From the aspect of career development in maternity returners in the UK legal profession especially in the area of promotion, the present literature suggests an incomplete attempt to identify and resolve the barriers women face in career development in the workplace. Therefore, this research study is an attempt to bridge those gaps in the present literature regarding the obstacles (barriers) women especially maternity returners experience within the UK legal profession.
Successful identification and examination of these barriers will form a unique benchmark for recommendation in order to create a viable society that is discrimination free and thus create a frame work for career development of maternity returners in the UK legal profession. Research studies conducted by Killham et al (2005) concluded that present day organisations recognise the importance of developing women leaders for the twenty first century (Killhan, Hookah, and McCarty, 2005). O’Neill (2005) highlighted that for any organisation to thrive and succeed in the future depends largely on their success in helping women leaders succeed.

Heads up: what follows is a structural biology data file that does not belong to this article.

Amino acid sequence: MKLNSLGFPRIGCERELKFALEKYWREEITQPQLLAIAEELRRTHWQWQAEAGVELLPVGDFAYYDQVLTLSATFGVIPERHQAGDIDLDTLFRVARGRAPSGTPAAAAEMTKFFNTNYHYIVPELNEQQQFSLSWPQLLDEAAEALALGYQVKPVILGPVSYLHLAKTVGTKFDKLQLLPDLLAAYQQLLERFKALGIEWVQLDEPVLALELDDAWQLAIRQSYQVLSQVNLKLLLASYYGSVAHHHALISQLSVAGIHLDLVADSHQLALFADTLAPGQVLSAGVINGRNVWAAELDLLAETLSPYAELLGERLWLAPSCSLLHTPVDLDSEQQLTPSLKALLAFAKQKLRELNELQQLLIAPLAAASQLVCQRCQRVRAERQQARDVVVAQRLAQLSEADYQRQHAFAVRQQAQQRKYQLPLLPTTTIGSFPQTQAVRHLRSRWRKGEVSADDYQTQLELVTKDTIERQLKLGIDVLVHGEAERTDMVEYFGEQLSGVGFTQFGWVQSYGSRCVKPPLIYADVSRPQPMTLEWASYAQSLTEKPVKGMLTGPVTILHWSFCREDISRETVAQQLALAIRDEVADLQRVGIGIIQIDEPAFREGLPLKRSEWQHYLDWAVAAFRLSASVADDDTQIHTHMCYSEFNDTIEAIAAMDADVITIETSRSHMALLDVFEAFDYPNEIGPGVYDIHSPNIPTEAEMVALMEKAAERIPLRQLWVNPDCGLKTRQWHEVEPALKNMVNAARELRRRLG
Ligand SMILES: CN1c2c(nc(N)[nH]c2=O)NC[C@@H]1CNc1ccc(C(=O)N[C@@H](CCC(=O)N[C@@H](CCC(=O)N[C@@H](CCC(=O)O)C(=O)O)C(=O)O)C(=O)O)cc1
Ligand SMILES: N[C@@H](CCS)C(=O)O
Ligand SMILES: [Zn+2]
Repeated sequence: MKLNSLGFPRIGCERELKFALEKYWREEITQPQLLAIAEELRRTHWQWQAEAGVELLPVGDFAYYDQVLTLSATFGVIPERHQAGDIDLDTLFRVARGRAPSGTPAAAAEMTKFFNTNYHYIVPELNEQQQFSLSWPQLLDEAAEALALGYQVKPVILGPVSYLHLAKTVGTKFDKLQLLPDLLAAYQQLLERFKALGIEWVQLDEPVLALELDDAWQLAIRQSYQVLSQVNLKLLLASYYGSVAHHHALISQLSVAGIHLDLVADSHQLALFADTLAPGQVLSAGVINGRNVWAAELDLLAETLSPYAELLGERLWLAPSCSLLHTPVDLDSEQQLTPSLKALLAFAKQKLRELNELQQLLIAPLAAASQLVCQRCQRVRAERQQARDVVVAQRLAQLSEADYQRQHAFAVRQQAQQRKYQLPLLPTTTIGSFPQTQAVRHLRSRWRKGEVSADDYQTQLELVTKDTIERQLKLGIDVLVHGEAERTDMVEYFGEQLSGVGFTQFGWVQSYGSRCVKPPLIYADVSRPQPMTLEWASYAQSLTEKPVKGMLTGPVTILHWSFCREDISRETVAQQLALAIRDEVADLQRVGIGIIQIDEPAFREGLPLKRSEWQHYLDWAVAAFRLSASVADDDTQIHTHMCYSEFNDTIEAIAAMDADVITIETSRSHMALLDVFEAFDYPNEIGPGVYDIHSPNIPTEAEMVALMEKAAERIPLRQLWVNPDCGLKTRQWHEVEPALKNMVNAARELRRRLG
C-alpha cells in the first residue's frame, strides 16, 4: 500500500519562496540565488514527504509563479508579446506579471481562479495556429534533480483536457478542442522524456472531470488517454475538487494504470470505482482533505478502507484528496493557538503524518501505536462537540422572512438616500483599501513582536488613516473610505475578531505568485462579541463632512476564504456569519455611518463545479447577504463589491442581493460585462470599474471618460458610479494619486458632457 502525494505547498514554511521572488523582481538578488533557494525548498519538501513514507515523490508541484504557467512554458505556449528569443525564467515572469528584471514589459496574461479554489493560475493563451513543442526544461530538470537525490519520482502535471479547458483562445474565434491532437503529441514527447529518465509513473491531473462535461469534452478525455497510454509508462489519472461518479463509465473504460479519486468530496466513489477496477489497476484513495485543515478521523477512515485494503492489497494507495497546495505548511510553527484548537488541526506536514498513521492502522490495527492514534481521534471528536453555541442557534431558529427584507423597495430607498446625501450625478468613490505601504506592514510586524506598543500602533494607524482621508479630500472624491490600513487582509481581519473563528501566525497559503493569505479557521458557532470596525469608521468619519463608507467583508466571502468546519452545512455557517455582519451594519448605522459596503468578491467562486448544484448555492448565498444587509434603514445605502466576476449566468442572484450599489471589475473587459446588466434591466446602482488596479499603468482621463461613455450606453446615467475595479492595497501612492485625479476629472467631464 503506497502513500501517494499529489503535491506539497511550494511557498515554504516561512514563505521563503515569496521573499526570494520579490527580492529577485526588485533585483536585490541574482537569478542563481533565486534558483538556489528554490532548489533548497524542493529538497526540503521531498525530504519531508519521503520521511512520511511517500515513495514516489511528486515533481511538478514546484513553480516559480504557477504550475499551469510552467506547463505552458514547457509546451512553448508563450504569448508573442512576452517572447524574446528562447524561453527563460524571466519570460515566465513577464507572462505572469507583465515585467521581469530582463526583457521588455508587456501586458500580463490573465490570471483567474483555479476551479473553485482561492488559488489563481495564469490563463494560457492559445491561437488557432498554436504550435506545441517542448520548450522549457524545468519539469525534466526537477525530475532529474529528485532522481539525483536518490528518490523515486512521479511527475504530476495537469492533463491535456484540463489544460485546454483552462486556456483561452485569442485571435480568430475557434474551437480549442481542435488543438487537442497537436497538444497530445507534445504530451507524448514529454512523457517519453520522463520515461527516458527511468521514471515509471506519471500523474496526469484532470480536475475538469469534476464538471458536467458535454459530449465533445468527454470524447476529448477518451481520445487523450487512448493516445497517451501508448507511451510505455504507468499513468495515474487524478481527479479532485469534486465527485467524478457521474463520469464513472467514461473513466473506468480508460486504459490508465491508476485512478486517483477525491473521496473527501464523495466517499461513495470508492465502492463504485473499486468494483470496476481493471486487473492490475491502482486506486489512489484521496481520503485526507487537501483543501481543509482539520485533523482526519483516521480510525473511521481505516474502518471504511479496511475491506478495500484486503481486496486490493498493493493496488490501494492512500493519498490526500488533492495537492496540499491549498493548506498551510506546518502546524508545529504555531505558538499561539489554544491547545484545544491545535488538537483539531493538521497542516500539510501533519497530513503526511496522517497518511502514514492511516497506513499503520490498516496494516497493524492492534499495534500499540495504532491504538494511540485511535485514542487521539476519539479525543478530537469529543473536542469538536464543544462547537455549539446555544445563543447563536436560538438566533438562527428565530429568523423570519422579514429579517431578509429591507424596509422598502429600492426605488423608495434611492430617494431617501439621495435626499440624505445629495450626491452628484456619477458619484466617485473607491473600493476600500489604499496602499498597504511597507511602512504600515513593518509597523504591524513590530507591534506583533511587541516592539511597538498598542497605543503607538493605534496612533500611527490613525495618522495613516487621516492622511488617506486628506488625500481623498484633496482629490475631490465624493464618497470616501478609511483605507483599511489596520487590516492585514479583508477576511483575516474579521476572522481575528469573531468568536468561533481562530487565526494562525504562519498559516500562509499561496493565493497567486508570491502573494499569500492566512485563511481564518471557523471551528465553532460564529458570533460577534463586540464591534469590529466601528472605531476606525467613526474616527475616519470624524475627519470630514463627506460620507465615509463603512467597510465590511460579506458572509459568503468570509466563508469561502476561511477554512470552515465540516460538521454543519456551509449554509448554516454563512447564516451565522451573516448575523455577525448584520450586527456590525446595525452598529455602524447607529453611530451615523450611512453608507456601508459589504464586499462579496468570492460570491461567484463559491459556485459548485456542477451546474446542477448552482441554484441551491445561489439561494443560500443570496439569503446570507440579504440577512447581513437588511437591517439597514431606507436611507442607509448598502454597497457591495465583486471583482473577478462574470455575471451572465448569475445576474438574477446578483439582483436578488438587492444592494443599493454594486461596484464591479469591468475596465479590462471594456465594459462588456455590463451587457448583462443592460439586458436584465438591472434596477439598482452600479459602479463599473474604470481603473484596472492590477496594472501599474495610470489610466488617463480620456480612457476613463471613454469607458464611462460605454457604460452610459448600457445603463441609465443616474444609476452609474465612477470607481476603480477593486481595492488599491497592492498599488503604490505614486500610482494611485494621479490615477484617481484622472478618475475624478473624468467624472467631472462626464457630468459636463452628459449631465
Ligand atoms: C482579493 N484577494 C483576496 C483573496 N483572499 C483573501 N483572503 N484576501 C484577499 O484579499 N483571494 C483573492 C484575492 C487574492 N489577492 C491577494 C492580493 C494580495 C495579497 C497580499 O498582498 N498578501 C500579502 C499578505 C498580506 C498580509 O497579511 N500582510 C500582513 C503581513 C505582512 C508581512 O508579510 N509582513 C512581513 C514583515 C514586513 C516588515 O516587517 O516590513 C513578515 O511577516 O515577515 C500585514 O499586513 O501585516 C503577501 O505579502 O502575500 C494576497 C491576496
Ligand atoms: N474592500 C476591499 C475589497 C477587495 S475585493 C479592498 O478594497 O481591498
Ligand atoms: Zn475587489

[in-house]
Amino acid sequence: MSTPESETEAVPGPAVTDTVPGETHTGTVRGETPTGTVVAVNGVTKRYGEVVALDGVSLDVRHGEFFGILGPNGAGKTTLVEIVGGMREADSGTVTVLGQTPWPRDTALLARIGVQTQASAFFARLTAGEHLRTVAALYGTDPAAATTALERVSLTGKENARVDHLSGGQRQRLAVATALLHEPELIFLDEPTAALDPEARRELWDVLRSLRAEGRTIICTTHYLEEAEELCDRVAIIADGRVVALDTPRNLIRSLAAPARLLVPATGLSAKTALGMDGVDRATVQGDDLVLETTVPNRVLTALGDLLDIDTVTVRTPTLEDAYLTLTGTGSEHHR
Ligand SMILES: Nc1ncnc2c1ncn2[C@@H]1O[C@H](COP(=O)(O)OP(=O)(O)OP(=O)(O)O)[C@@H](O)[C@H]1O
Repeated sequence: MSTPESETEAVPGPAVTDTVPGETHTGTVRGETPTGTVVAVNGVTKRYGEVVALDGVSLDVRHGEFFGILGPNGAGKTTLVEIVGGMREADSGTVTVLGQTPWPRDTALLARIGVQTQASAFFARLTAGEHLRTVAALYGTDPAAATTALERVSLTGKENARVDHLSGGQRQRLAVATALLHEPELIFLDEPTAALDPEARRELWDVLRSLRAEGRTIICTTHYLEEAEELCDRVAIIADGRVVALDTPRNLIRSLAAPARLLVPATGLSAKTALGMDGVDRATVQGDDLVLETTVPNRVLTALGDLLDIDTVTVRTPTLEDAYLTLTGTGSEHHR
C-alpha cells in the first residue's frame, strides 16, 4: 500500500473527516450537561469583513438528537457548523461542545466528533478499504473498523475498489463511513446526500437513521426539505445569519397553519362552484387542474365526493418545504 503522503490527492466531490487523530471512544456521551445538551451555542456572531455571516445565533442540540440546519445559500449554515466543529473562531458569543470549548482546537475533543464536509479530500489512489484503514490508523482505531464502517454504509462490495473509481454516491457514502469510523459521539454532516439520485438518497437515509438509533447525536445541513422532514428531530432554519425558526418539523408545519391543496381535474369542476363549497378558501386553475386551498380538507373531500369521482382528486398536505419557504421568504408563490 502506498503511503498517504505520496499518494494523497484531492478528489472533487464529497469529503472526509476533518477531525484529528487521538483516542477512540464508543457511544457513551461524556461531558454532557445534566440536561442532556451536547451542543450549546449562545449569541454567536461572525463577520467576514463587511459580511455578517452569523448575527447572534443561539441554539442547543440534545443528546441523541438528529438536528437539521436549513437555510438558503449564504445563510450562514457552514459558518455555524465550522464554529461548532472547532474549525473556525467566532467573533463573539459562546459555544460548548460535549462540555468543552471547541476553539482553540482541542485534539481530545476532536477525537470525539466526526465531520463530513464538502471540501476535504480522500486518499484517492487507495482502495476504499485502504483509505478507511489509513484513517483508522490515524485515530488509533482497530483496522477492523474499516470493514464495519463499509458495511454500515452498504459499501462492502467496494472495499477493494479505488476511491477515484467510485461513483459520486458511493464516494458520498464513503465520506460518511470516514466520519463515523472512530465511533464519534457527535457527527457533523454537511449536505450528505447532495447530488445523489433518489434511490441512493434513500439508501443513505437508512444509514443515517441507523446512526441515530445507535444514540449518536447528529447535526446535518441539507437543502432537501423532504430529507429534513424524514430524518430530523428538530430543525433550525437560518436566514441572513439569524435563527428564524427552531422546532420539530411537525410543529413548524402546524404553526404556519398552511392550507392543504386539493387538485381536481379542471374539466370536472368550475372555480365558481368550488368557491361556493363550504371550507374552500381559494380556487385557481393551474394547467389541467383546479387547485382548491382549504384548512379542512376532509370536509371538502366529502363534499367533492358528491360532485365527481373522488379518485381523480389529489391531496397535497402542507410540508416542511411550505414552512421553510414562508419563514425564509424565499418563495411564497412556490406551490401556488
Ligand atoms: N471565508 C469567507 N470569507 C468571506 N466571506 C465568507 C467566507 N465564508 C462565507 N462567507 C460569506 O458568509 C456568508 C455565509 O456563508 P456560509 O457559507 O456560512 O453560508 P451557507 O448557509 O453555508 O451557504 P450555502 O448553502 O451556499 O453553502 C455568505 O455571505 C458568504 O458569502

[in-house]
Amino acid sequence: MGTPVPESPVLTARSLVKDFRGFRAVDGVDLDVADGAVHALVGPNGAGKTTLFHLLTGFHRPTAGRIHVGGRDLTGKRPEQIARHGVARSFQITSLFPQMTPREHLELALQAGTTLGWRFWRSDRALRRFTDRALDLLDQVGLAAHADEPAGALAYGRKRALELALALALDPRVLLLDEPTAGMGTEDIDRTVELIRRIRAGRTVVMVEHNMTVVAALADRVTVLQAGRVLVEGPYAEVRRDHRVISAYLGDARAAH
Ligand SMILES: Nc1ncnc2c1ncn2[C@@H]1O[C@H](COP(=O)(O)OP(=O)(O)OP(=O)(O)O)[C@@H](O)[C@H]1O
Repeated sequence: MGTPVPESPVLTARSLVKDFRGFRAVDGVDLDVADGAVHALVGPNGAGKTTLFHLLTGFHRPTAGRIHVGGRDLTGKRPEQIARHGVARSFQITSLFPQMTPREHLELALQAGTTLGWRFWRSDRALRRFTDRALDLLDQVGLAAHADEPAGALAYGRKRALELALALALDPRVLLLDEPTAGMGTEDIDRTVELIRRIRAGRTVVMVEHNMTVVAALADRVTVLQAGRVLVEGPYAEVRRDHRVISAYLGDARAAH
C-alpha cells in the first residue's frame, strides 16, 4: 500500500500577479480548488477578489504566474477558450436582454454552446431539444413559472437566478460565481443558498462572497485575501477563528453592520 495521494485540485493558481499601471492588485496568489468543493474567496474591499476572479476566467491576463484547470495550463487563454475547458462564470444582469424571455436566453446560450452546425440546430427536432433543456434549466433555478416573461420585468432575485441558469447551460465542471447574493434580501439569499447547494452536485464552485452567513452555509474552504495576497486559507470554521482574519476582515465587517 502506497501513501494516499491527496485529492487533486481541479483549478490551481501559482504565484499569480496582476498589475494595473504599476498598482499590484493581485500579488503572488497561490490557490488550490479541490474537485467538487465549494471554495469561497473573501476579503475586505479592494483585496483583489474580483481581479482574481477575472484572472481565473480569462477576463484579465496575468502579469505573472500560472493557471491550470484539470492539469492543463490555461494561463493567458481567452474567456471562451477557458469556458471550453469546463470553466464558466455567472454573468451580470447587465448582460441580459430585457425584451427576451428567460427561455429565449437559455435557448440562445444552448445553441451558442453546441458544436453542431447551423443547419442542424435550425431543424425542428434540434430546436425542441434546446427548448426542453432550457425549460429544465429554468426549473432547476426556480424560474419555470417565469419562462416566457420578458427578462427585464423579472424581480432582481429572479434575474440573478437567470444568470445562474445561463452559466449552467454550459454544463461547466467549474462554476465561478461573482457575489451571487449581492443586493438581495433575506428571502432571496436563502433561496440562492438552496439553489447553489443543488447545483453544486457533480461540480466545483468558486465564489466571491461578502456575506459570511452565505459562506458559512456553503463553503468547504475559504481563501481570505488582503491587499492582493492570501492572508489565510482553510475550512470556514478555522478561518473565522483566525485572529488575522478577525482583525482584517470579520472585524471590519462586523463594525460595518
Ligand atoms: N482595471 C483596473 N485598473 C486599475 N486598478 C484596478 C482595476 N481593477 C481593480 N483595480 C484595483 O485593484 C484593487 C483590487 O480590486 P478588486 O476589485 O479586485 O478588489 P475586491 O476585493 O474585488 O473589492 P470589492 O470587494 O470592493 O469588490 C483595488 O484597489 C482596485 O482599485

Although there appeared to be an increase in the proportion of women in the labour force according to Killham et al, 2005, an attempt to hire and retain this accelerating pool of talent requires the ability of organisations to identify and mitigate the potential threats women face in these establishments, and the ability of these establishments to meet the developmental needs of the said talent pool. A greater dexterity is achieved in every particular staff in establishments that target and successfully develop this increasing pool of talent, and hence achieve a comparative advantage over other establishments in attracting and retaining highly skilled and talented staff (killham, Hookhah, and McCarty, 2005).